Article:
AD  Vol.8 No.1 , January 2020
The Pliska Inscription
Abstract: In this article, the strong resemblance of Linear A, Linear B characters with the Proto-Bulgarian characters of the Pliska inscription is used for identifying the phonetic value of each Proto-Bulgarian character. Because said characters are on rays of a rosette, several inscription readings are possible. The selection of the valid reading, its separation in words and its deciphering were made on the basis of similarities between the inscription words and corresponding words in the surviving Slavic languages. The resulting deciphering is: the massacre of the Romans drink glum, but resist at, which can be loosely deciphered as: drink the bitter cup of the Roman massacre glum, but hold on together. The massacre mentioned in the inscription was certainly that that occurred during the war between the Bulgarians of khan Krum and the Byzantines of emperor Nikephoros, when this last on 20th July 811 sieged Pliska, capital of the First Bulgarian Empire, plundered its treasures and burned it to ground.

1. Introduction

The rosette, on which the inscription is engraved, is numbered 38 in the Catalogue of archaeological finds from Pliska (Henning, 2007) and is laconically described as: Rosette; Large water storage; 9th cen.; Bronze; cast; Engraving. Around a raised round center part there are grouped seven trapezoidal rays. On one side at the center part the engraved character IYI. On the other side, a hanger loop. Two characters on each ray blade. Diam.: 3.9 cm. Nat. Arch. Mus. Sofia, Inv. 5257.

2. The Inscription Studies

The rosette attracted the attention of the experts because of its beautiful seven rays shape and its obscure meaning.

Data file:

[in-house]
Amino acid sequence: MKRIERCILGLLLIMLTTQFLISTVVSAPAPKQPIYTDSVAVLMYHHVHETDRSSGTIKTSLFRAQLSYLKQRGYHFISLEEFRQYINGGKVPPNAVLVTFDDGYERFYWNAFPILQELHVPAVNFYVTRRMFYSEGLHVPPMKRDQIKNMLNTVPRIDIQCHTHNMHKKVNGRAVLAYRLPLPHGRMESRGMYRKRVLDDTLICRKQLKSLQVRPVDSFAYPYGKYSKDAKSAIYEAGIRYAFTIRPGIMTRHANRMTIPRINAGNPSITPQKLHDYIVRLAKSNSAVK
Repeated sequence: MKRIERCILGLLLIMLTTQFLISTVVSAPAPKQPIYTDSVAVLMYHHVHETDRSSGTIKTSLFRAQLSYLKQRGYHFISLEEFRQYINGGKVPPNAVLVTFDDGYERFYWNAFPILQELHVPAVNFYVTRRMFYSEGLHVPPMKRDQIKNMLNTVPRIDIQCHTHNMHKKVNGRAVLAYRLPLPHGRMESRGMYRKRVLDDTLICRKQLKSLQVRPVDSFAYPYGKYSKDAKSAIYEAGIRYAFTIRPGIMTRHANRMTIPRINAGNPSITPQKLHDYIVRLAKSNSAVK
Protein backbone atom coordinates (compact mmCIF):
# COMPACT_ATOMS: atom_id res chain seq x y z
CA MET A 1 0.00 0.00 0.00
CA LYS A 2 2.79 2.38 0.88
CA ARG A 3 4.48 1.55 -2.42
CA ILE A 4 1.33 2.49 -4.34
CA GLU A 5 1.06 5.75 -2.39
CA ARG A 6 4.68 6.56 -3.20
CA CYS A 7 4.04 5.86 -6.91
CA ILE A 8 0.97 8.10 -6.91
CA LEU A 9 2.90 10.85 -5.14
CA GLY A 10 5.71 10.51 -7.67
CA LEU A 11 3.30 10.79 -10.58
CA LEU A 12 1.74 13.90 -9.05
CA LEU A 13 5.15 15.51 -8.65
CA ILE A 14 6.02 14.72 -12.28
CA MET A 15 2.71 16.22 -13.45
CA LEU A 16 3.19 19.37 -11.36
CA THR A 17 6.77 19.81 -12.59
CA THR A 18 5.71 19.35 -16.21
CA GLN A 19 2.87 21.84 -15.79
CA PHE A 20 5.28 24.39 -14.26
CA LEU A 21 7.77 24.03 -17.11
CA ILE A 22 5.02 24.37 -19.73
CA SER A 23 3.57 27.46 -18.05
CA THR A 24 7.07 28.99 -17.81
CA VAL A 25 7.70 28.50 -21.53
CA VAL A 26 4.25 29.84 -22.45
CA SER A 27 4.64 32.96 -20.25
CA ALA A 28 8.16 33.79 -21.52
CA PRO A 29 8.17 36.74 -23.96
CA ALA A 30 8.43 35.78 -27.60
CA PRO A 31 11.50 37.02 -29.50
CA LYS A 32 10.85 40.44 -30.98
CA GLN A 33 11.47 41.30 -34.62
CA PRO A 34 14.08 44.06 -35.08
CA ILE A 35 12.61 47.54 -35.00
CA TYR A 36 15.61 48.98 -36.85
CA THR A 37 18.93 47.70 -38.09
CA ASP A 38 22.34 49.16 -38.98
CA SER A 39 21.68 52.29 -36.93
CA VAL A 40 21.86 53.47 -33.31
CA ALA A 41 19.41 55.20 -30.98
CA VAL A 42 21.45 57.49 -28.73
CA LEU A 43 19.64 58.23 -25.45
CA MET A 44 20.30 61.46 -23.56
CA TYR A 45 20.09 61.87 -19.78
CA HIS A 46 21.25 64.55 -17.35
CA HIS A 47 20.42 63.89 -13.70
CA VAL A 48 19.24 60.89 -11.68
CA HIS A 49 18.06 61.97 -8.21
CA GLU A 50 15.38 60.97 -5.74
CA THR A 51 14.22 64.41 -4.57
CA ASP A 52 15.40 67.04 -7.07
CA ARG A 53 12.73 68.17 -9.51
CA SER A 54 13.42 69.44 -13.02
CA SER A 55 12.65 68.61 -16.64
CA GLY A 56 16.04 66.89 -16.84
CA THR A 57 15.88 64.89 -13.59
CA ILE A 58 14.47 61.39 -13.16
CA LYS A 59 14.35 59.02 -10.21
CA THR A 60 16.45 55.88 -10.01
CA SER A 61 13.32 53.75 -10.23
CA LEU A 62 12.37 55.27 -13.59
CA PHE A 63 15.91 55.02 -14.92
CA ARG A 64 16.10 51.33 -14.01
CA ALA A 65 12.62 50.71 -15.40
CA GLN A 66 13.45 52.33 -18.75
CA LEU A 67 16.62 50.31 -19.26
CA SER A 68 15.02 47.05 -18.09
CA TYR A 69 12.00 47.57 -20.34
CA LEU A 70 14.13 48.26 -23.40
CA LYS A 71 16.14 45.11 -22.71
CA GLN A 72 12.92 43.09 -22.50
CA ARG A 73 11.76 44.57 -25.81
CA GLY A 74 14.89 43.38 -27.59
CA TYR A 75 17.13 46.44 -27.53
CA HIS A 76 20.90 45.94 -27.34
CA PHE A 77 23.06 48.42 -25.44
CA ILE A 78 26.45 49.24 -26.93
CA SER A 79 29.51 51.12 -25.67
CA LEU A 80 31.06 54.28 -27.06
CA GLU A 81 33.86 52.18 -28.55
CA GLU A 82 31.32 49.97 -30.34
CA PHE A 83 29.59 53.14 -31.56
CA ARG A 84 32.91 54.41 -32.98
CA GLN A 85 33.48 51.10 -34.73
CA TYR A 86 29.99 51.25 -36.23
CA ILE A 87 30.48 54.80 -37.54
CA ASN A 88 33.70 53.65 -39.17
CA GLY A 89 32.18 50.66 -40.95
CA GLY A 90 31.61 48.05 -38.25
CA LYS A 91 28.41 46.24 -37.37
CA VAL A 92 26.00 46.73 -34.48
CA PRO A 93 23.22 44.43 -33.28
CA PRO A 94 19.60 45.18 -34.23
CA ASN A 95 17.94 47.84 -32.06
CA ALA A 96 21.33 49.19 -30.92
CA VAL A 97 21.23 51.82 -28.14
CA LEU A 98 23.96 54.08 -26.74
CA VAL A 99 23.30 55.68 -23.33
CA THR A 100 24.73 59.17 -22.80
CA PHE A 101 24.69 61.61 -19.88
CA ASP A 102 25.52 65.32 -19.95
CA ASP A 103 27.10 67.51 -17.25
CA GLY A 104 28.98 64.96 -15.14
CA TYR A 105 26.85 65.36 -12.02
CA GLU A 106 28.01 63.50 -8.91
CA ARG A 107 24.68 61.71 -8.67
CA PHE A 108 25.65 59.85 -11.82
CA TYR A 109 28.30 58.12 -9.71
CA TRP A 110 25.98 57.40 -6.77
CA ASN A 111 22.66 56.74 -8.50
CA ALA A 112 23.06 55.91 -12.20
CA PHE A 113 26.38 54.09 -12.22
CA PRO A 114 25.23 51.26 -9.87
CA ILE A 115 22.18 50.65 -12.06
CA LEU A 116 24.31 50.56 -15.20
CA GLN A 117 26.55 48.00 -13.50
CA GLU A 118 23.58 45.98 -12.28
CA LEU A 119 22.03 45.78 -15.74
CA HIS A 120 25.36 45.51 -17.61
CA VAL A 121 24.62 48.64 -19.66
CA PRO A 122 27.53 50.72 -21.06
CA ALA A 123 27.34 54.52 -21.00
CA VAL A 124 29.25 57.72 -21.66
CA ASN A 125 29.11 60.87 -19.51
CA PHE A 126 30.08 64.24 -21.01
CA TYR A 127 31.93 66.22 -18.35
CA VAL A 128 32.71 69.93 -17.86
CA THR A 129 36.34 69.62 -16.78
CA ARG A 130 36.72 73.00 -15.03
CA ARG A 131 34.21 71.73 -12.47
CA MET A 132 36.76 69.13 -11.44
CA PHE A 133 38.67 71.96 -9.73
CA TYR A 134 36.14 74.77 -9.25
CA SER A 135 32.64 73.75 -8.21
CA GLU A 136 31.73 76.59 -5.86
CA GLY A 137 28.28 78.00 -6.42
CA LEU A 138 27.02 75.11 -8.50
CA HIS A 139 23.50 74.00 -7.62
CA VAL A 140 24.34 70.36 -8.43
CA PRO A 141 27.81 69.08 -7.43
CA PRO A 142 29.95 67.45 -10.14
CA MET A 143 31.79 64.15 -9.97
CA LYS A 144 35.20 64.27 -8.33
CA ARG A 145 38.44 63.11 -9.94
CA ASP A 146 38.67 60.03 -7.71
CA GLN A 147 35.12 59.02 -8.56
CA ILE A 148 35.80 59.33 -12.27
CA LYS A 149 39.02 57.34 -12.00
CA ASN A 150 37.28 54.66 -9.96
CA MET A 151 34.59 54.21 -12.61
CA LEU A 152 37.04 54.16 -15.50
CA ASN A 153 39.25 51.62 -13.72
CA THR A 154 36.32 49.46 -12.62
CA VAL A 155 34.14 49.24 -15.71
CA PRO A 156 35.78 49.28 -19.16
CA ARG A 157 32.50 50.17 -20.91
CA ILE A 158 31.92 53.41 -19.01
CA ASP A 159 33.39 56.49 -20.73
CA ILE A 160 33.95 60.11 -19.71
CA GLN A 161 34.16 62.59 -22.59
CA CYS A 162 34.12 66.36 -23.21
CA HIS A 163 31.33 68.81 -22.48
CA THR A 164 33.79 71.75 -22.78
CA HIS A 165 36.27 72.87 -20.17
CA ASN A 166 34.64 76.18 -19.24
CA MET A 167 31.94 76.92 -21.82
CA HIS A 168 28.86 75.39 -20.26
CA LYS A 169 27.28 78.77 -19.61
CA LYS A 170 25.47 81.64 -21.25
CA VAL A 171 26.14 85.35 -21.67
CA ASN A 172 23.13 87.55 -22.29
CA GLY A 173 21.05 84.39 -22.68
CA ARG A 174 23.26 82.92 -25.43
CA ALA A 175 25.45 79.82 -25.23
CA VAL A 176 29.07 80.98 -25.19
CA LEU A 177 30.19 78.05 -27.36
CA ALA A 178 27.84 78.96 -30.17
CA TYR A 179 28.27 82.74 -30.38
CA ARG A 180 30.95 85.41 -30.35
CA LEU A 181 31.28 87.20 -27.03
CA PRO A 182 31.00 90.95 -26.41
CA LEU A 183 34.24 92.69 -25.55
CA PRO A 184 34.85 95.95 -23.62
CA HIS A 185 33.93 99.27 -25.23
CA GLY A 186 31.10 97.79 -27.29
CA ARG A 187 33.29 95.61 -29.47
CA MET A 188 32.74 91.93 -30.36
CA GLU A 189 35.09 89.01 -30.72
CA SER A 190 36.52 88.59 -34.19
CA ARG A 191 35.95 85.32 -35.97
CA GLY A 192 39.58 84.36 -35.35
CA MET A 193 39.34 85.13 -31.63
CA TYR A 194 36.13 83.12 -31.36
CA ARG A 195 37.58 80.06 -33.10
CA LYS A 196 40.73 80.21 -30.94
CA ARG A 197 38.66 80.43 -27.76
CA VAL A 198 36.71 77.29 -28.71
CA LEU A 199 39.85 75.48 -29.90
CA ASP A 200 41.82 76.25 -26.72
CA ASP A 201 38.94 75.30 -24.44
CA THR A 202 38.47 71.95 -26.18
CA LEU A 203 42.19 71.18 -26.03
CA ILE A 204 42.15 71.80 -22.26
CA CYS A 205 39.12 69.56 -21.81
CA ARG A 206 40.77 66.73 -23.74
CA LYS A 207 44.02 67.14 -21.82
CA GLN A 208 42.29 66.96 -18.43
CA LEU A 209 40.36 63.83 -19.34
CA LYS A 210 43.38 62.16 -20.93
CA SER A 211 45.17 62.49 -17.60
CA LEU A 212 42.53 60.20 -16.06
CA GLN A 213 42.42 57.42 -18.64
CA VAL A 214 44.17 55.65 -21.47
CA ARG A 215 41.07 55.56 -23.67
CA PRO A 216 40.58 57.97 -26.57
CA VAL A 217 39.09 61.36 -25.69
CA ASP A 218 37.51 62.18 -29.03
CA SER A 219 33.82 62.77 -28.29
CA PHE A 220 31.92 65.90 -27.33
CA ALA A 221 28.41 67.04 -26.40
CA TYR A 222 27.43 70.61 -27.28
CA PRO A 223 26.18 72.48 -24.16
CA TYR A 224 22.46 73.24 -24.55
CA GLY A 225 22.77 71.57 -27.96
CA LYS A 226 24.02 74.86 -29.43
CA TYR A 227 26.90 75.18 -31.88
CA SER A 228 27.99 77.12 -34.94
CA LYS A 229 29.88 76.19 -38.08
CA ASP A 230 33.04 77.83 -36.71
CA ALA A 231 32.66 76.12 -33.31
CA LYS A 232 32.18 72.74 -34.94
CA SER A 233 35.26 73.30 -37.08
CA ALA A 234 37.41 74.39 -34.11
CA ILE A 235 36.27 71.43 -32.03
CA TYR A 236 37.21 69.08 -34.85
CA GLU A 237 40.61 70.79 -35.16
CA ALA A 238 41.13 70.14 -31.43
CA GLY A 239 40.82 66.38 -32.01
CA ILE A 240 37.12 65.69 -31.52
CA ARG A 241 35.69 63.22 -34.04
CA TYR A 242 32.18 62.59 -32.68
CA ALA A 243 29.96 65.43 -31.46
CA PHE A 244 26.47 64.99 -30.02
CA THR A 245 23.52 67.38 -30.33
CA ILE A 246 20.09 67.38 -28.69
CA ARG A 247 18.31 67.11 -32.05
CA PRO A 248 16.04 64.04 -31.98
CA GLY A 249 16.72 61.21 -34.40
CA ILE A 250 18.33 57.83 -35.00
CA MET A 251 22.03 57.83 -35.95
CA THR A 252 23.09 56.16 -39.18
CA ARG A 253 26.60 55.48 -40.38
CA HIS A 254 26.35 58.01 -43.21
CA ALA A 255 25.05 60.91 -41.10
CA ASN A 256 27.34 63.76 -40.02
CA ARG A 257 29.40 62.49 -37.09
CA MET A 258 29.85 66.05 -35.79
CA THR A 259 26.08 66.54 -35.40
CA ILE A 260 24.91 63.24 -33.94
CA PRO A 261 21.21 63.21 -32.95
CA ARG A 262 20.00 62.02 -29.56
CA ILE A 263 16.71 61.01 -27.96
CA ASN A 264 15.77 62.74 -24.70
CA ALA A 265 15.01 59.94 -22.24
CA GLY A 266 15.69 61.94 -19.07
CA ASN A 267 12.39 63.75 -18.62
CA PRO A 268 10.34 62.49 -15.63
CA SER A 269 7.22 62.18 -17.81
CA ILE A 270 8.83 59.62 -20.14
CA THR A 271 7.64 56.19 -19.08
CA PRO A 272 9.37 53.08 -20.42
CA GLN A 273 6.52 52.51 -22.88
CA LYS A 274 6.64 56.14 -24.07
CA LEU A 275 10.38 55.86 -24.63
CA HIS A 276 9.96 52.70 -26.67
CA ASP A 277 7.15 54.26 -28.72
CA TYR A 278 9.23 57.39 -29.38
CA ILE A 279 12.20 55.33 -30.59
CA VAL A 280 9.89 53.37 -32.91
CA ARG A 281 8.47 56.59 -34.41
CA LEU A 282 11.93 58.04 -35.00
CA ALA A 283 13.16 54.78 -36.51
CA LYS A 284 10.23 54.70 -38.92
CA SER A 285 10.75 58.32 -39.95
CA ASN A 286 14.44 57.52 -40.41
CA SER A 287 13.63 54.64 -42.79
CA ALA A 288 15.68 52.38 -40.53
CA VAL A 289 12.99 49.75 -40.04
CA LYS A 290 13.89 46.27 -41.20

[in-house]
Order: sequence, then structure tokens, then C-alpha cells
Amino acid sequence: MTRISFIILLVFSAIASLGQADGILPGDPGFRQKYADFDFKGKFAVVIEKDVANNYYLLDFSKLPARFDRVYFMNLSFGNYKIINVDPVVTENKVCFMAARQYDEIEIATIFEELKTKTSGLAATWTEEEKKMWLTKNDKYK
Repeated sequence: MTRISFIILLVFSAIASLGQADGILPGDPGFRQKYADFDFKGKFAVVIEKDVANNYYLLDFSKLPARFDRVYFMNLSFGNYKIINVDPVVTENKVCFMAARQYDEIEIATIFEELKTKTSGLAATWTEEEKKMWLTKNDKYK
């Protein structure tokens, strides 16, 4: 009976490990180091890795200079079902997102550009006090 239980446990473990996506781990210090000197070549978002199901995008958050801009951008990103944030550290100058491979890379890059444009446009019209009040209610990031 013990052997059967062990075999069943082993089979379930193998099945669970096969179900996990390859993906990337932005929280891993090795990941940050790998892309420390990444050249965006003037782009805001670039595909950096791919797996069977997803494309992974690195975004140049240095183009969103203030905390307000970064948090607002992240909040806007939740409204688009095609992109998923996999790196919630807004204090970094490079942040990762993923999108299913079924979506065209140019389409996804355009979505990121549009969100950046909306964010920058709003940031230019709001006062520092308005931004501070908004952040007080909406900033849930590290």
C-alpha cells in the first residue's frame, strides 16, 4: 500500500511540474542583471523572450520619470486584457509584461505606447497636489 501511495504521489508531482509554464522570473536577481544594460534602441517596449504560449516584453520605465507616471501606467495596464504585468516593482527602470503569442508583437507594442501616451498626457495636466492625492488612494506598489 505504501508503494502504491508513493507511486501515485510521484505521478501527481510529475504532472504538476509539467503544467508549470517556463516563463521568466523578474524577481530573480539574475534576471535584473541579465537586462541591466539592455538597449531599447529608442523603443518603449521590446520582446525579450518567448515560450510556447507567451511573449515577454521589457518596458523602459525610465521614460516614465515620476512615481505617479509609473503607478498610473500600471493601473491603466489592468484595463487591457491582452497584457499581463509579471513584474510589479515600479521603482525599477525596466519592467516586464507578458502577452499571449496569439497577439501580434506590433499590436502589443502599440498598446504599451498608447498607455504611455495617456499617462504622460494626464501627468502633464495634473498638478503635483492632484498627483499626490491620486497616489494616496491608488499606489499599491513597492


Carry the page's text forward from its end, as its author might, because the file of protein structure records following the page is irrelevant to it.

An inscription deciphering attempt was based on Semitic scripts, the ancient Turk and Chuvasian languages. The character group IYI was interpreted as “yuvi” i.e. them, a title brought only by the khan. The deducted inscription meaning was: this for horse riding should be known, carries the seal at home. The inscription and the rosette shape indicated then the rosette as a connection of chest straps in horse equipment (Sachev, 1977).

A Proto-Bulgarian (P-Blg.) character comparative analysis confirmed the characters as forming a P-Blg. inscription and revealed analogies between its P-Blg. characters and other characters engraved on artefacts found in nearby regions of today Bulgaria. Some reading issues were raised:

1) In which sequence the rays should be considered?

2) Which is the first character in each ray: the internal one or the external?

3) How the characters should be seen, as they appear or overturned?

4) If the characters should be read in circular mode, should be read first the characters on the external circumference or those of the internal circumference?

5) How the characters should be read, by rotating the rosette leftward or rightwards?